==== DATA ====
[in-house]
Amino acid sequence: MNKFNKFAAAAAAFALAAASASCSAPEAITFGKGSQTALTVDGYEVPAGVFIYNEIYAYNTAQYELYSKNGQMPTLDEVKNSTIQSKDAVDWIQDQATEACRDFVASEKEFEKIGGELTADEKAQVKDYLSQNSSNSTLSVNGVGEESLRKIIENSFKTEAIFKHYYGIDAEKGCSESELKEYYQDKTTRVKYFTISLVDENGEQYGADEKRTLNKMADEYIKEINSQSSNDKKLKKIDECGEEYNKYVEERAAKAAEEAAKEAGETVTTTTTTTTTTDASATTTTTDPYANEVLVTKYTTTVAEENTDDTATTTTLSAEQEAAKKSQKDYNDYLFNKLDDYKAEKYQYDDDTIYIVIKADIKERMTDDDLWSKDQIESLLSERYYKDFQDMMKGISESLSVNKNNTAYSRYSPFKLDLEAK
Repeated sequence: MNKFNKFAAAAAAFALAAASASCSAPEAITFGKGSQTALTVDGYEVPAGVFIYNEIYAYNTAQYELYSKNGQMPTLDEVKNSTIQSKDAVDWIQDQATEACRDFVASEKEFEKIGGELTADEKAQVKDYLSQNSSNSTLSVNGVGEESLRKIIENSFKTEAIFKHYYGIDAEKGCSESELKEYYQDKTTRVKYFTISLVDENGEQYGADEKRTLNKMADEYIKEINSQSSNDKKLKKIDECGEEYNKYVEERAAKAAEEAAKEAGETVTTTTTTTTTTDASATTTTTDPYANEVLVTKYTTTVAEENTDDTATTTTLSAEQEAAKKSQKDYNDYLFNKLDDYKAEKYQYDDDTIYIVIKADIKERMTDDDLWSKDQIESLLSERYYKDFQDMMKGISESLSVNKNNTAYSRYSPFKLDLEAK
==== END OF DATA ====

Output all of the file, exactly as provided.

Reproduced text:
[in-house]
Amino acid sequence: MNKFNKFAAAAAAFALAAASASCSAPEAITFGKGSQTALTVDGYEVPAGVFIYNEIYAYNTAQYELYSKNGQMPTLDEVKNSTIQSKDAVDWIQDQATEACRDFVASEKEFEKIGGELTADEKAQVKDYLSQNSSNSTLSVNGVGEESLRKIIENSFKTEAIFKHYYGIDAEKGCSESELKEYYQDKTTRVKYFTISLVDENGEQYGADEKRTLNKMADEYIKEINSQSSNDKKLKKIDECGEEYNKYVEERAAKAAEEAAKEAGETVTTTTTTTTTTDASATTTTTDPYANEVLVTKYTTTVAEENTDDTATTTTLSAEQEAAKKSQKDYNDYLFNKLDDYKAEKYQYDDDTIYIVIKADIKERMTDDDLWSKDQIESLLSERYYKDFQDMMKGISESLSVNKNNTAYSRYSPFKLDLEAK
Repeated sequence: MNKFNKFAAAAAAFALAAASASCSAPEAITFGKGSQTALTVDGYEVPAGVFIYNEIYAYNTAQYELYSKNGQMPTLDEVKNSTIQSKDAVDWIQDQATEACRDFVASEKEFEKIGGELTADEKAQVKDYLSQNSSNSTLSVNGVGEESLRKIIENSFKTEAIFKHYYGIDAEKGCSESELKEYYQDKTTRVKYFTISLVDENGEQYGADEKRTLNKMADEYIKEINSQSSNDKKLKKIDECGEEYNKYVEERAAKAAEEAAKEAGETVTTTTTTTTTTDASATTTTTDPYANEVLVTKYTTTVAEENTDDTATTTTLSAEQEAAKKSQKDYNDYLFNKLDDYKAEKYQYDDDTIYIVIKADIKERMTDDDLWSKDQIESLLSERYYKDFQDMMKGISESLSVNKNNTAYSRYSPFKLDLEAK